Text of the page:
10 Superman #52 (2016)
Comic book universes reboot quite often, and whenever the DC Universe resets, heroes tend to die. During Crisis on Infinite Earths, both Supergirl and the Flash sacrificed themselves to save the ones they loved, as well as the multiverse. Then, as a result of Flashpoint, Wally West disappeared into the Speed Force, and he was eventually replaced with a new Kid Flash. A few years later, when DC wanted to do a soft reboot with DC Rebirth, another hero had to go -- and this time it was Superman.
DC was planning to bring back the original, pre-Flashpoint Superman, so that meant having to kill off the New 52 Supes. In the final issue, Superman #52, Superman dies from Kryptonite poisoning during the story arc The Final Days of Superman, after going toe-to-toe with Denny Swan, the Energy Superman. Although he defeated the other Superman, the poison had already taken its toll. Plus, since the pre-Flashpoint Superman was trapped in this dimension following the events of Convergence, he decided to carry this Superman's legacy as the new Man of Steel. It was probably one of the more pointless comic deaths out there, and it was even kinda sorta undone just a few weeks ago.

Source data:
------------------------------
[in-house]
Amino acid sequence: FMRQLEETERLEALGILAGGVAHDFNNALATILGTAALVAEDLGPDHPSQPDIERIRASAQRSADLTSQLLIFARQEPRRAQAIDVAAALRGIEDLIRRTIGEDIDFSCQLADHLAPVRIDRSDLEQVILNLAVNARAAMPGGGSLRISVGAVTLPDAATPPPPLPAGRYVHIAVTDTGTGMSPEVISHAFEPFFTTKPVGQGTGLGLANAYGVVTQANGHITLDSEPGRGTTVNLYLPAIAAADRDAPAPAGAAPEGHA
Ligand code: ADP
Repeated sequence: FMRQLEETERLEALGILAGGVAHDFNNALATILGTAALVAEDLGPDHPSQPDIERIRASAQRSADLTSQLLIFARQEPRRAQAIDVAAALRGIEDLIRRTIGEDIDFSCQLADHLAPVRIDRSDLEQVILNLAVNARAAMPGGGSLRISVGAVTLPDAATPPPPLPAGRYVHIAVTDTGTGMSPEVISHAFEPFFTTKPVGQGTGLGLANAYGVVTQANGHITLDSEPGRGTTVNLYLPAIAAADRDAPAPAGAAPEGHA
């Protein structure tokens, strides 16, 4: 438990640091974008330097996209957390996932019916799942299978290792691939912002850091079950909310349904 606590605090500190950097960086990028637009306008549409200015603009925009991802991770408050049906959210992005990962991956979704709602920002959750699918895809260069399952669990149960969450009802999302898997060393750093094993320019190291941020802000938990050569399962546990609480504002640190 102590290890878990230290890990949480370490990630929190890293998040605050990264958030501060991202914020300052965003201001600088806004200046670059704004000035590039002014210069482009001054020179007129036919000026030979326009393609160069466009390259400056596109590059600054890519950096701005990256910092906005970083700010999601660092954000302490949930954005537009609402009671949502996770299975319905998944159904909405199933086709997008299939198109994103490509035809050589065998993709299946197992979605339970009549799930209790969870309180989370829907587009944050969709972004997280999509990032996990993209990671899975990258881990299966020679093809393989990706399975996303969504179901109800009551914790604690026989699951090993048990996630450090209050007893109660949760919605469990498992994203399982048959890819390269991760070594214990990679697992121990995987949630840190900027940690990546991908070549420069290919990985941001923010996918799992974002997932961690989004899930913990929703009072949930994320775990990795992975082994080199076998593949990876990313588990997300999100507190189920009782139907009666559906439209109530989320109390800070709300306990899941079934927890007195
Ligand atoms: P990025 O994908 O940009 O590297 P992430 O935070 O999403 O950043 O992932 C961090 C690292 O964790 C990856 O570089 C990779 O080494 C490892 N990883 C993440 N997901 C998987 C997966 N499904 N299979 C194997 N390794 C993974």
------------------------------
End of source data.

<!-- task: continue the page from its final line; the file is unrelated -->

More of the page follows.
9 Batman v Superman: Dawn of Justice (2016)
We're making an exception for Zack Snyder's Batman v Superman: Dawn of Justice, since it is a comic book movie and it does feature the death of Superman. The movie took heavy inspiration from stories from the early Modern Age, such as Frank Miller's The Dark Knight Returns miniseries as well as The Death of Superman story arc. While the majority of the movie focused on building up the titular fight between the Dark Knight and the Man of Steel, the ending saw the duo unite with Wonder Woman for a showdown with the Kryptonian monster Doomsday.